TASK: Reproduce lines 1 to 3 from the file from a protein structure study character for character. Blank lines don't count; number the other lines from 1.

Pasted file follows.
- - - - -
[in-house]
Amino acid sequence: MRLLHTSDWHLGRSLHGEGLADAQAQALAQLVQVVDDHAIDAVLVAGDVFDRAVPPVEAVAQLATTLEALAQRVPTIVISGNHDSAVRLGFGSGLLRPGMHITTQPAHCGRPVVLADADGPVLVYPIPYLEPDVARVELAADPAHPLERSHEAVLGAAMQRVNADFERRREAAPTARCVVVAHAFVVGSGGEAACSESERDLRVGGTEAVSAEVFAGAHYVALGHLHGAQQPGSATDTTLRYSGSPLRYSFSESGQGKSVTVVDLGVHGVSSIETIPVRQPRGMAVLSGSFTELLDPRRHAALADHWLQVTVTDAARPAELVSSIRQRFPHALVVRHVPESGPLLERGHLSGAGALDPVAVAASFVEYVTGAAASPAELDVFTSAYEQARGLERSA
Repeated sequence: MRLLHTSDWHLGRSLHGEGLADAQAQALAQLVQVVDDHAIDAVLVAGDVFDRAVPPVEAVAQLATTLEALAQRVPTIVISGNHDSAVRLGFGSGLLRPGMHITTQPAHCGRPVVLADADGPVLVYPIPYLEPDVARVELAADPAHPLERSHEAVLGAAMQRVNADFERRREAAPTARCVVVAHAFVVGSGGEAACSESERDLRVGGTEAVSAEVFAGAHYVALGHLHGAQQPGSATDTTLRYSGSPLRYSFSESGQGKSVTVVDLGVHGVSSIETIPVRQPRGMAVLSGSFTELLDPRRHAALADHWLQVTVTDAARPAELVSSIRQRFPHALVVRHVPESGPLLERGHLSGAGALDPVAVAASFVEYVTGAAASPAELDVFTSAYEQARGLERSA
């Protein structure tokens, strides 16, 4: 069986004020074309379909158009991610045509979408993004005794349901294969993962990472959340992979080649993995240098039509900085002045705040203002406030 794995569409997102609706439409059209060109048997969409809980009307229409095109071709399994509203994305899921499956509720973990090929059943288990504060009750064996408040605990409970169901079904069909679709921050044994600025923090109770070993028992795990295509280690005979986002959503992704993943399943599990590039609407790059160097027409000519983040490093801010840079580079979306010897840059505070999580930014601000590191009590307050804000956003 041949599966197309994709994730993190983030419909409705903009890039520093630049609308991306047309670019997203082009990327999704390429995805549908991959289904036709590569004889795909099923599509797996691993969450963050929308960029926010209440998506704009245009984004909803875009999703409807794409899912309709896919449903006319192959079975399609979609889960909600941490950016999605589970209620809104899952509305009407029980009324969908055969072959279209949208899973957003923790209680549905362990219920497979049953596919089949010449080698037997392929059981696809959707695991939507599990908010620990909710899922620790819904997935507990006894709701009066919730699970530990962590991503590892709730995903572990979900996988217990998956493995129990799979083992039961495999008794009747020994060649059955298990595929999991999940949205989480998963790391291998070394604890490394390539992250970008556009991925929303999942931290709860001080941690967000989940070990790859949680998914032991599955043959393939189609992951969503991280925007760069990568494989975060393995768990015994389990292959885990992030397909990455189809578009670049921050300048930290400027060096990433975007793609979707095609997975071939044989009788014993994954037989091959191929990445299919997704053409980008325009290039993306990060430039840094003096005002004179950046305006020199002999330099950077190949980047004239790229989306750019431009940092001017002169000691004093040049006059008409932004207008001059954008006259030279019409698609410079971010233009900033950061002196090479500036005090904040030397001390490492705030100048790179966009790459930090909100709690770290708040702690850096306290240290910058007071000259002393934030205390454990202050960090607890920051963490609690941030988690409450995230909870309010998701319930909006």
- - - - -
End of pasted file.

[in-house]
Amino acid sequence: MRLLHTSDWHLGRSLHGEGLADAQAQALAQLVQVVDDHAIDAVLVAGDVFDRAVPPVEAVAQLATTLEALAQRVPTIVISGNHDSAVRLGFGSGLLRPGMHITTQPAHCGRPVVLADADGPVLVYPIPYLEPDVARVELAADPAHPLERSHEAVLGAAMQRVNADFERRREAAPTARCVVVAHAFVVGSGGEAACSESERDLRVGGTEAVSAEVFAGAHYVALGHLHGAQQPGSATDTTLRYSGSPLRYSFSESGQGKSVTVVDLGVHGVSSIETIPVRQPRGMAVLSGSFTELLDPRRHAALADHWLQVTVTDAARPAELVSSIRQRFPHALVVRHVPESGPLLERGHLSGAGALDPVAVAASFVEYVTGAAASPAELDVFTSAYEQARGLERSA
Repeated sequence: MRLLHTSDWHLGRSLHGEGLADAQAQALAQLVQVVDDHAIDAVLVAGDVFDRAVPPVEAVAQLATTLEALAQRVPTIVISGNHDSAVRLGFGSGLLRPGMHITTQPAHCGRPVVLADADGPVLVYPIPYLEPDVARVELAADPAHPLERSHEAVLGAAMQRVNADFERRREAAPTARCVVVAHAFVVGSGGEAACSESERDLRVGGTEAVSAEVFAGAHYVALGHLHGAQQPGSATDTTLRYSGSPLRYSFSESGQGKSVTVVDLGVHGVSSIETIPVRQPRGMAVLSGSFTELLDPRRHAALADHWLQVTVTDAARPAELVSSIRQRFPHALVVRHVPESGPLLERGHLSGAGALDPVAVAASFVEYVTGAAASPAELDVFTSAYEQARGLERSA